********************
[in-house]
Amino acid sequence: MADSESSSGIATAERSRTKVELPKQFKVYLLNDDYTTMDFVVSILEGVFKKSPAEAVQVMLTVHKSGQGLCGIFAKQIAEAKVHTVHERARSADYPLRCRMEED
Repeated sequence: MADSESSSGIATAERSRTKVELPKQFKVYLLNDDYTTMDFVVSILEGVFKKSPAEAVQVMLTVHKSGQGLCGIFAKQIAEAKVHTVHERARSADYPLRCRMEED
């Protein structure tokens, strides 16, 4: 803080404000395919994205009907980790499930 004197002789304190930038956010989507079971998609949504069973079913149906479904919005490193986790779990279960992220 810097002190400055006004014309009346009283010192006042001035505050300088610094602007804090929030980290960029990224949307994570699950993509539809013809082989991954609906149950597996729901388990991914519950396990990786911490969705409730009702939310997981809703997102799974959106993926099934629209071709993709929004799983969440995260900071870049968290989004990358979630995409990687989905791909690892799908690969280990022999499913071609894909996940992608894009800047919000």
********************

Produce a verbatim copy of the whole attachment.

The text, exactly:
[in-house]
Amino acid sequence: MADSESSSGIATAERSRTKVELPKQFKVYLLNDDYTTMDFVVSILEGVFKKSPAEAVQVMLTVHKSGQGLCGIFAKQIAEAKVHTVHERARSADYPLRCRMEED
Repeated sequence: MADSESSSGIATAERSRTKVELPKQFKVYLLNDDYTTMDFVVSILEGVFKKSPAEAVQVMLTVHKSGQGLCGIFAKQIAEAKVHTVHERARSADYPLRCRMEED
């Protein structure tokens, strides 16, 4: 803080404000395919994205009907980790499930 004197002789304190930038956010989507079971998609949504069973079913149906479904919005490193986790779990279960992220 810097002190400055006004014309009346009283010192006042001035505050300088610094602007804090929030980290960029990224949307994570699950993509539809013809082989991954609906149950597996729901388990991914519950396990990786911490969705409730009702939310997981809703997102799974959106993926099934629209071709993709929004799983969440995260900071870049968290989004990358979630995409990687989905791909690892799908690969280990022999499913071609894909996940992608894009800047919000």